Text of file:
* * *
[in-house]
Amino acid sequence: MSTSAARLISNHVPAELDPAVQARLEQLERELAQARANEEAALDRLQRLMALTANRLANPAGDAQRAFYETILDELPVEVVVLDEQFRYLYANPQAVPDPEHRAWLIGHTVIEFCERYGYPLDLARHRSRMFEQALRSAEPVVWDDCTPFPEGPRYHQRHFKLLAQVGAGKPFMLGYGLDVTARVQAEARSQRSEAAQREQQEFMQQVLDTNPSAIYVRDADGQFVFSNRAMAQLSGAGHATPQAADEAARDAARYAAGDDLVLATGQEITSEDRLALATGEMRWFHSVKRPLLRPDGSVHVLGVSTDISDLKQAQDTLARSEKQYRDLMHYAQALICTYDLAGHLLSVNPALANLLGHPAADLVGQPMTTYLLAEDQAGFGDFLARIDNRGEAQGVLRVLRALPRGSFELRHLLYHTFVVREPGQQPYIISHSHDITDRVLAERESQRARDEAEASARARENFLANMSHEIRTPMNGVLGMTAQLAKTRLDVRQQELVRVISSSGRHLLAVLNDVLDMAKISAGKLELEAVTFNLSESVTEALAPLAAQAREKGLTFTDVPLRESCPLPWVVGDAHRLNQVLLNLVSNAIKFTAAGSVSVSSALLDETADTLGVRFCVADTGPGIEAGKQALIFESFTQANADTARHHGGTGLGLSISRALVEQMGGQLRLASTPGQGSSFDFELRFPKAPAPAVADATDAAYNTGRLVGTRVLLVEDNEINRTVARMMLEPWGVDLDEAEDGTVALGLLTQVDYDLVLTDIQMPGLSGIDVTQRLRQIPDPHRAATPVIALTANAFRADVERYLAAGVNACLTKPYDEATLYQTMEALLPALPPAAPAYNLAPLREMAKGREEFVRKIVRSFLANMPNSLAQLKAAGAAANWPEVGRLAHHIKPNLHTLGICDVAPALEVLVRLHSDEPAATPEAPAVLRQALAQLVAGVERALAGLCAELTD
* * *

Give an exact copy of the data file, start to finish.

[in-house]
Amino acid sequence: MSTSAARLISNHVPAELDPAVQARLEQLERELAQARANEEAALDRLQRLMALTANRLANPAGDAQRAFYETILDELPVEVVVLDEQFRYLYANPQAVPDPEHRAWLIGHTVIEFCERYGYPLDLARHRSRMFEQALRSAEPVVWDDCTPFPEGPRYHQRHFKLLAQVGAGKPFMLGYGLDVTARVQAEARSQRSEAAQREQQEFMQQVLDTNPSAIYVRDADGQFVFSNRAMAQLSGAGHATPQAADEAARDAARYAAGDDLVLATGQEITSEDRLALATGEMRWFHSVKRPLLRPDGSVHVLGVSTDISDLKQAQDTLARSEKQYRDLMHYAQALICTYDLAGHLLSVNPALANLLGHPAADLVGQPMTTYLLAEDQAGFGDFLARIDNRGEAQGVLRVLRALPRGSFELRHLLYHTFVVREPGQQPYIISHSHDITDRVLAERESQRARDEAEASARARENFLANMSHEIRTPMNGVLGMTAQLAKTRLDVRQQELVRVISSSGRHLLAVLNDVLDMAKISAGKLELEAVTFNLSESVTEALAPLAAQAREKGLTFTDVPLRESCPLPWVVGDAHRLNQVLLNLVSNAIKFTAAGSVSVSSALLDETADTLGVRFCVADTGPGIEAGKQALIFESFTQANADTARHHGGTGLGLSISRALVEQMGGQLRLASTPGQGSSFDFELRFPKAPAPAVADATDAAYNTGRLVGTRVLLVEDNEINRTVARMMLEPWGVDLDEAEDGTVALGLLTQVDYDLVLTDIQMPGLSGIDVTQRLRQIPDPHRAATPVIALTANAFRADVERYLAAGVNACLTKPYDEATLYQTMEALLPALPPAAPAYNLAPLREMAKGREEFVRKIVRSFLANMPNSLAQLKAAGAAANWPEVGRLAHHIKPNLHTLGICDVAPALEVLVRLHSDEPAATPEAPAVLRQALAQLVAGVERALAGLCAELTD